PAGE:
Religious orders set to adopt milder stance on sex abusers

Officials part with bishops, would not force out clergy

August 09, 2002|By John Rivera | John Rivera,SUN STAFF

PHILADELPHIA - While the U.S. bishops have adopted a get-tough "one-strike-and-you're- out" policy toward clergy who sexually abuse minors, the leaders of the Roman Catholic religious orders representing a third of the nation's priests say they will not force offenders from their fold.

The Conference of Major Superiors of Men, which represents 20,000 priests and brothers in about 120 religious orders, is meeting here this week behind closed doors to decide how to carry out the policy approved by the bishops nearly two months ago in Dallas.

Officials said yesterday that although they will keep sexual abusers away from minors, forcing their members who have abused children to resign from their religious orders runs counter to their mission and is not an option.

"We are like a family," said the Rev. Ted Keating, a Marist priest and executive director of the conference. "These men take a vow of poverty. The congregation agrees in a family way to take care of them for life."

Although they would not be allowed to work in parishes or schools, members of religious orders who have abused minors might be given administrative jobs in the offices of their order. And although they would not be allowed to celebrate Mass publicly, they might be allowed to do so in the housing they share, which is usually on church property.

The religious orders' stance drew fire from the most visible group of sexual abuse victims, the Survivors Network of those Abused by Priests, or SNAP.

"The religious orders and the many schools, hospitals and other facilities that their clerics minister to continue to serve as safe havens for felony sexual offenders in the priesthood," Mark Serrano, a SNAP board member who was abused as a child by a priest, said at a news conference here.

"They said it themselves: There will always be a place in their family for their fellow brothers regardless of their sins and crimes," Serrano said. "The culture of the religious orders is such that secrecy and cover-up is even easier than it has been in the dioceses across America."

Keating, the orders' conference director, countered that religious orders, with their highly structured communities and vows of obedience, are ideal places to supervise sex offenders after they receive psychological treatment.

"Our practice will continue," he said. "We'll take them back into the community after treatment."

Of the approximately 300 priests who have been removed from ministry since January after being accused of sexual abuse, dozens belong to religious orders. In Baltimore, the Rev. Alfred A. Dean, a Josephite priest, was removed last month from St. Francis Xavier parish in East Baltimore and was ordered to move to the provincial headquarters on Calvert Street after being accused of inappropriate sexual conduct with a 14-year-old boy.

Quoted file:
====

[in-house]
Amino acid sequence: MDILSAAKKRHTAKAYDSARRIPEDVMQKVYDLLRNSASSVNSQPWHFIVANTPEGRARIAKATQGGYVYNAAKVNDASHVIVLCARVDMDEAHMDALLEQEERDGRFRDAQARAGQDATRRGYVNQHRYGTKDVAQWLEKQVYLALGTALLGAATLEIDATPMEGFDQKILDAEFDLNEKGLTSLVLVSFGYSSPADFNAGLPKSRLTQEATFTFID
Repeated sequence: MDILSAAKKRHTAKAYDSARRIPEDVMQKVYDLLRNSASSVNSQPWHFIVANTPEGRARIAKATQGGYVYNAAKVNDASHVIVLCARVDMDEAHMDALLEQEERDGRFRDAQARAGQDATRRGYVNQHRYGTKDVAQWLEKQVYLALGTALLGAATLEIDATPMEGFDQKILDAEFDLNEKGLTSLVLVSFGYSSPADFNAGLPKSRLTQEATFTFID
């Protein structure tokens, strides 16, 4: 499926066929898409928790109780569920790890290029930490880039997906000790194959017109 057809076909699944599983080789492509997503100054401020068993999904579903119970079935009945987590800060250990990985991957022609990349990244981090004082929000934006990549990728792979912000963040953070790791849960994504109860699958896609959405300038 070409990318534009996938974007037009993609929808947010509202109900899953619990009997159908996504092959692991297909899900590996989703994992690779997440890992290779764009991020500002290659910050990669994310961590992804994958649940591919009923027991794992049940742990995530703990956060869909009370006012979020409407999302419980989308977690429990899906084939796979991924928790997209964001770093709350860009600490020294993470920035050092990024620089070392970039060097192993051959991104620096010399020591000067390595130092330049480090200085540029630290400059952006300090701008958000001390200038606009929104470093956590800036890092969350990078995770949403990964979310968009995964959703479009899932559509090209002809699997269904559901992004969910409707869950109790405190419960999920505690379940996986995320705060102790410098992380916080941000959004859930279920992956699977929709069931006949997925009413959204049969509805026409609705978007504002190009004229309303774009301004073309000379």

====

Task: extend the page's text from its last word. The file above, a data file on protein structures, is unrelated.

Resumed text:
The policy approved by the bishops - which permanently removes from ministry clergy who have committed or commit a single act of sexual abuse and which forbids them to wear the collar or refer to themselves as "father" - effectively only applies to the priests who reside in a diocese and answer to a local bishop.

Although many bishops, including Baltimore's Cardinal William H. Keeler, say they would like Vatican approval to defrock priests credibly accused of sexual abuse, that kind of "zero tolerance" is unacceptable to the men who lead religious orders such as the Jesuit Fathers, the Franciscan friars or the Benedictine monks.

Their objections are both religious and practical, they say. Priests and brothers in religious orders take lifelong vows of poverty, chastity and obedience.

"Because they take vows, it makes it more like a family, or like a marriage," said the Rev. Dan Ward, a Benedictine monk and lawyer - both civil and canonical - who advises the orders on legal issues. "Marriage vows are for better or for worse."

Also, unlike a diocesan priest, clergy in religious orders cannot accumulate income or property and have no pension, so they depend on their order for everything.

Unlike the bishops, who opened most of their conference sessions to the media, the major superiors closed their meeting to media and the public, opening only a few speeches to reporters and instead holding briefings to summarize discussions.

SNAP members criticized the religious superiors for not meeting with them, as the bishops did before their conference in June. The Rev. Canice Connors, a Franciscan priest who is CMSM president, said he and other representatives of religious orders heard SNAP in Dallas.

"We got the message. We believe we're on message," Connors said.

Keating said the purpose of this week's meetings was to "deal with issues of public accountability" so the decisions of religious orders "will be more transparent." But he defended the decision to keep the discussions closed, comparing the body to a "committee of the whole" that is seeing and discussing proposals for the first time.

Discussions this week will center on three broad areas: how to increase accountability, how to better reach out to victims of sexual abuse, and the creation of a lay review board similar to the national panel led by Oklahoma Gov. Frank Keating (who is of no relation to the conference director). The body is expected to cast a final vote tomorrow.

Because of the independence of religious orders, which ultimately answer to the Vatican, anything adopted by the conference would be advisory and the participation of any order is voluntary.

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